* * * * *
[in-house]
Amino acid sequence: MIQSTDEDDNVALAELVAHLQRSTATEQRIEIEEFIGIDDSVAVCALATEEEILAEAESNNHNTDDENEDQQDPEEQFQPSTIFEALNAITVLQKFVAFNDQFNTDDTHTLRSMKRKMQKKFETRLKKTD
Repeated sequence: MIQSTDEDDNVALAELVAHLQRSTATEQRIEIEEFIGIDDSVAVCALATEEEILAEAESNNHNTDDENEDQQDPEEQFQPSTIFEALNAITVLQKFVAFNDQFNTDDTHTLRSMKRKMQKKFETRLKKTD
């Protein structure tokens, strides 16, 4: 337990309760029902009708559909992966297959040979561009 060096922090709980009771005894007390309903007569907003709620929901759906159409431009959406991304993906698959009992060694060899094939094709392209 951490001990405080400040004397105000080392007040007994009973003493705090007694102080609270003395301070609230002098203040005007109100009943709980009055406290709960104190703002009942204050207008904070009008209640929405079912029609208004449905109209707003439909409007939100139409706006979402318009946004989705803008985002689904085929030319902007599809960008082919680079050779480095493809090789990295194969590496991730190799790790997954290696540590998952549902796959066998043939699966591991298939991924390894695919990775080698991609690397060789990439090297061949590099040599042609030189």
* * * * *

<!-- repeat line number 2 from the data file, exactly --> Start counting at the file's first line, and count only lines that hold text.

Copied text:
Amino acid sequence: MIQSTDEDDNVALAELVAHLQRSTATEQRIEIEEFIGIDDSVAVCALATEEEILAEAESNNHNTDDENEDQQDPEEQFQPSTIFEALNAITVLQKFVAFNDQFNTDDTHTLRSMKRKMQKKFETRLKKTD